Top naturalists to converge on Suffolk

Badgers and the controversial badger cull will feature in the mammal conference in Ipswich on Februa

Badgers and the controversial badger cull will feature in the mammal conference in Ipswich on February 24. Picture: ALAN BALDRY - Credit: citizenside.com

Ipswich is to host a major conference that will study the many challenges facing the UK’s mammals.

A muntjac deer extends its tongue - the rise of UK deer populations will be discussed at the mammal

A muntjac deer extends its tongue - the rise of UK deer populations will be discussed at the mammal conference in Ipswich on February 24. Picture: PAUL ANSELL - Credit: Suffolk Wildlife trust

Some of Britain’s leading naturalists are heading to Suffolk for a conference that will shed light on the many modern-day challenges faced by the UK’s mammals.

Topics ranging from badgers to Brexit and from deer to drones and dormice will be studied at the event being organised by Suffolk Naturalists’ Society and its Suffolk Mammal Group.

Highly acclaimed author and natural history journalist Patrick Barkham will tackle the conference’s most controversial issue - his presentation is entitled A Brief History of Humans and Badgers - and Bovine TB. It will include a discussion about the latest science and data relating to the Government’s highly controversial badger cull.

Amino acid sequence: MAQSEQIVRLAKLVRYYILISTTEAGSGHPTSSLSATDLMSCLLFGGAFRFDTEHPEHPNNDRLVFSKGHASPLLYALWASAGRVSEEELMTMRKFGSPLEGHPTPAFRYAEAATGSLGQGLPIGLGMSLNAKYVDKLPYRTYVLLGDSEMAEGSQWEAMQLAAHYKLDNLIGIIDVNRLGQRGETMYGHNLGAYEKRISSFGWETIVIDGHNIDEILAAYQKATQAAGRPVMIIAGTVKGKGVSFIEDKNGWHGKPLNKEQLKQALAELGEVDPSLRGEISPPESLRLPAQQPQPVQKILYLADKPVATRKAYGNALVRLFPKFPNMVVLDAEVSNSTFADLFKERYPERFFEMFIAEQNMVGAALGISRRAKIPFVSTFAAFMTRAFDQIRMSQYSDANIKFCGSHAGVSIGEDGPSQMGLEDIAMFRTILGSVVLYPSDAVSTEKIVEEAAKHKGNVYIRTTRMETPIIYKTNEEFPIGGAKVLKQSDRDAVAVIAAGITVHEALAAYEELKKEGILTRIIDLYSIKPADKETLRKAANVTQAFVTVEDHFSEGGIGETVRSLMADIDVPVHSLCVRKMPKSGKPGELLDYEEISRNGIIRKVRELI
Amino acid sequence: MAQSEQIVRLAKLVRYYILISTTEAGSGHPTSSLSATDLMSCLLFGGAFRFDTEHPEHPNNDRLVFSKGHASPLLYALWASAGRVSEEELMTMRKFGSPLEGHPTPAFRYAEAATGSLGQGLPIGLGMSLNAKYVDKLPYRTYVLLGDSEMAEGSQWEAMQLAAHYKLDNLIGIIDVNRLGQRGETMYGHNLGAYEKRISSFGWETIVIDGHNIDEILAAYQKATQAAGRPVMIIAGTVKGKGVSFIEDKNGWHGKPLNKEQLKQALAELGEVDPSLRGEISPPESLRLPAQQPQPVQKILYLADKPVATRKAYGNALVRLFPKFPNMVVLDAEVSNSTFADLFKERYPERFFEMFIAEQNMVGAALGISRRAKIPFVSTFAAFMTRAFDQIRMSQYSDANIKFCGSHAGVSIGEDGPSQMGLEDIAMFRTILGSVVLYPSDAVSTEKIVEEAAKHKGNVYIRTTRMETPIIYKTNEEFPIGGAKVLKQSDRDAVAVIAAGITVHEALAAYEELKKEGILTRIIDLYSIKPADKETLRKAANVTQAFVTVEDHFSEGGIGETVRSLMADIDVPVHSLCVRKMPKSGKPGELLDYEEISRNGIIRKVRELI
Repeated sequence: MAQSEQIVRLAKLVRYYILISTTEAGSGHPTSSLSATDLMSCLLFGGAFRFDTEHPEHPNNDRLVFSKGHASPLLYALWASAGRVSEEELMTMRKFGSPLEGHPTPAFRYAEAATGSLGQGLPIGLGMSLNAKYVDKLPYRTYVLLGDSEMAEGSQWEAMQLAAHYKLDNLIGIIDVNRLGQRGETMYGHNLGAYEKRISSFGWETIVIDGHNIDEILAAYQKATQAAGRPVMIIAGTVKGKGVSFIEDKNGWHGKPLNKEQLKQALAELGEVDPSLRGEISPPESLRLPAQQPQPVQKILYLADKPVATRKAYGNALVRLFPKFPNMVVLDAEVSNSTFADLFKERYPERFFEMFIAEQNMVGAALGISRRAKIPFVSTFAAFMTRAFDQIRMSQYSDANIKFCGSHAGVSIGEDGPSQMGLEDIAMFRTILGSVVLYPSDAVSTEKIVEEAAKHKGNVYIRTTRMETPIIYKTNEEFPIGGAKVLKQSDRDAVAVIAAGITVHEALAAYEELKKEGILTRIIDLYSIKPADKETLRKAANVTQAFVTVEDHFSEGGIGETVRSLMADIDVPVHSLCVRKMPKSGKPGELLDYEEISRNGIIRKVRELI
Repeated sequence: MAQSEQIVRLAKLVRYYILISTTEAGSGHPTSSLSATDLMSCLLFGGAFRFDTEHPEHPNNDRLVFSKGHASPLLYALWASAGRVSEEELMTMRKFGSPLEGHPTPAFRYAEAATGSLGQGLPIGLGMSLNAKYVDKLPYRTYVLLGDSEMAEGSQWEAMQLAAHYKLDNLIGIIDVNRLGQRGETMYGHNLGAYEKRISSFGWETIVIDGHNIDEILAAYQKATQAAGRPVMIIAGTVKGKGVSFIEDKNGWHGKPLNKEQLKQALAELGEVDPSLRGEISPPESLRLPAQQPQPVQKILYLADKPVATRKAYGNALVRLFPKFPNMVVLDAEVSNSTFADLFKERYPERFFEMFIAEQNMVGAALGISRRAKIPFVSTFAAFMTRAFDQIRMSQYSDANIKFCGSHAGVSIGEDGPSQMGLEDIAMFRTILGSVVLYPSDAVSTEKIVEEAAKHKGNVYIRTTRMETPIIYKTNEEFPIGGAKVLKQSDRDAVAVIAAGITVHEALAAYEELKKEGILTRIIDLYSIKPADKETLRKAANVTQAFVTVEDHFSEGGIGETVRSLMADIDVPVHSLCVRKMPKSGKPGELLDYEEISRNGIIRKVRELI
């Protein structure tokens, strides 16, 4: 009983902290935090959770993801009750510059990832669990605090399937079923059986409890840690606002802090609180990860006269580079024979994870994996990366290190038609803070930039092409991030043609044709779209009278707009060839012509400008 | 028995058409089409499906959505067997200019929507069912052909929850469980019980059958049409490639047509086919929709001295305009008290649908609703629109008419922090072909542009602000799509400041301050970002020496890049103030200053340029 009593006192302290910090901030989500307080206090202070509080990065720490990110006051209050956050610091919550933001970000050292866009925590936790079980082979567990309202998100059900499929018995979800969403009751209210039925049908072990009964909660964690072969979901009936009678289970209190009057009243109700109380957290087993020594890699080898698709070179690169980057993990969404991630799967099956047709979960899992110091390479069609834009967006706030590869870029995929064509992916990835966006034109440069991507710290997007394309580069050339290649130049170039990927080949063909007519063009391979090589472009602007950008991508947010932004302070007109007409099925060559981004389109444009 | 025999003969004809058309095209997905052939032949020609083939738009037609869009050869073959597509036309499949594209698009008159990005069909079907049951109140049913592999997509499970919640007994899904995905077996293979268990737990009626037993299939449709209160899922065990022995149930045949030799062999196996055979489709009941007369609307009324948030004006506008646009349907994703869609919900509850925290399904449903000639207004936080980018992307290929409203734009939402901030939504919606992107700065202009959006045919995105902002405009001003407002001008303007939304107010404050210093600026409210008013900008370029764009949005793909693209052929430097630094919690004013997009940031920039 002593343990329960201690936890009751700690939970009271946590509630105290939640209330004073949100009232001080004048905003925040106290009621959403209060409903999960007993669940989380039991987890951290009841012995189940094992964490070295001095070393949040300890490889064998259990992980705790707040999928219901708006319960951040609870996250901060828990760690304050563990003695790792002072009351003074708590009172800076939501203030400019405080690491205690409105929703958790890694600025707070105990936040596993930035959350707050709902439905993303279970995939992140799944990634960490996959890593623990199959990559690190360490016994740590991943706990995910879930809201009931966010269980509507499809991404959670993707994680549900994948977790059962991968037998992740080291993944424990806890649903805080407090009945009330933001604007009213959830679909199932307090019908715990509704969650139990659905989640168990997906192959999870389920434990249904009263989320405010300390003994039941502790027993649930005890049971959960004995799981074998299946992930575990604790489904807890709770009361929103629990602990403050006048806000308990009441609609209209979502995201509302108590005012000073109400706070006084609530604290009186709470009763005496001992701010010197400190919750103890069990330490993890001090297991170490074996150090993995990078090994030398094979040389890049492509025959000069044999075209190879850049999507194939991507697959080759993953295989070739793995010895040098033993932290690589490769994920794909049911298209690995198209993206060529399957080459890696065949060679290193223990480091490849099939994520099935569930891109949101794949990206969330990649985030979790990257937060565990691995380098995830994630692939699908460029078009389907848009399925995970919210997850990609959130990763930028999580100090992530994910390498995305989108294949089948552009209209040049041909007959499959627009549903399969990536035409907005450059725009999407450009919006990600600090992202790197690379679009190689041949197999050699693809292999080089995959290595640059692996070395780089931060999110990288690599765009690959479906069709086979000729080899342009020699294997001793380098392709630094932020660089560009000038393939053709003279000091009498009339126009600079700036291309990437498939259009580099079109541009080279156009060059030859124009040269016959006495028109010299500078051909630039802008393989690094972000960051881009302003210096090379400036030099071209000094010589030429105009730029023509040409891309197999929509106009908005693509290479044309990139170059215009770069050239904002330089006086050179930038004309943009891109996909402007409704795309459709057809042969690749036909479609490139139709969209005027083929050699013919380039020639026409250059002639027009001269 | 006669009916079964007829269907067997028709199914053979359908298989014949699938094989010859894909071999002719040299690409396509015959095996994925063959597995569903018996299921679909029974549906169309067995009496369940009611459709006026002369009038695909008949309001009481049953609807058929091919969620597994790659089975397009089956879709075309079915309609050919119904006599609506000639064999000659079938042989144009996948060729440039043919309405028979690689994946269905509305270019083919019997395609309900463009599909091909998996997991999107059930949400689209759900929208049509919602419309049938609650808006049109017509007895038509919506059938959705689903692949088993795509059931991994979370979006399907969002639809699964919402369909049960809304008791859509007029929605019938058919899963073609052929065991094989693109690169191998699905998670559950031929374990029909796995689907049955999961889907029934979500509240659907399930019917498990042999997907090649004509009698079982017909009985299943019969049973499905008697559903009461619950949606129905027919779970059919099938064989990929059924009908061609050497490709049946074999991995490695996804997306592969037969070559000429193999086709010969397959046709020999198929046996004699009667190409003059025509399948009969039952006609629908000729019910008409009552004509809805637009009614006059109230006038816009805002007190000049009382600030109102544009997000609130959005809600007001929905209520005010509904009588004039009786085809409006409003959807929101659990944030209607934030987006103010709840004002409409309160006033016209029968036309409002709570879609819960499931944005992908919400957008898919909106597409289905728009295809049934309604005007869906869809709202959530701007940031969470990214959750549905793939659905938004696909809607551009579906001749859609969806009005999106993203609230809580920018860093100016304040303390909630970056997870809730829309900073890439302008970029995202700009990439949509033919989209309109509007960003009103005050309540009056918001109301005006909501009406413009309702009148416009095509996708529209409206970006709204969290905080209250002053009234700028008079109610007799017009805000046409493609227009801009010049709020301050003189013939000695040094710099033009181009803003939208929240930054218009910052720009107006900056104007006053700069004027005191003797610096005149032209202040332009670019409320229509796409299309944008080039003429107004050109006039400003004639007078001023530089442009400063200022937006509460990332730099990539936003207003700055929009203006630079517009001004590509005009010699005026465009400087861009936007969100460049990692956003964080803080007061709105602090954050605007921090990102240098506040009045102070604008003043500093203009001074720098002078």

The rapid recent population increases of the six species of deer that live in the East of England, and their effects on the natural and farmed environment, will be discussed by David Hooton, the deer liaison officer for the Deer Initiative.


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Pine martens and polecats are returning to much of their former UK ranges after decades of persecution, the latter having now reached Suffolk in increasing numbers. The spread of both species will be discussed by Lizzie Croose, the Vincent Wildlife Trust’s mustelid conservation officer.

Natural England officers Paul Cantwell and Dr Matt Heydon will set out the current legislation and protection afforded to English mammals and discuss what the “legislative picture” might look like post-Brexit.

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Other speakers taking part will include Suffolk county bat recorder Alan Miller, Dr Tom August, of the Centre for Ecology and Hydrology, Dr Rowena Langston, of the Little Ouse Headwaters Project, Ipswich hedgehog officer Ali North and Suffolk county mammal recorder Dr Simone Bullion.

Suffolk’s rural and wildlife crime officer Lee Andrews-Pearce and Richard Woolnough, of the Suffolk Otter Group will also give presentations.

The conference - Of Mammals and Men - Challenges Facing Mammals Today - will take place at Wherstead Park, Ipswich, on Saturday, February 24. Tickets cost £13 for Suffolk Naturalists’ Society members and students, or £18 for non-members. Bookings can be made at www.sns.org.uk/pages/conference.shtml

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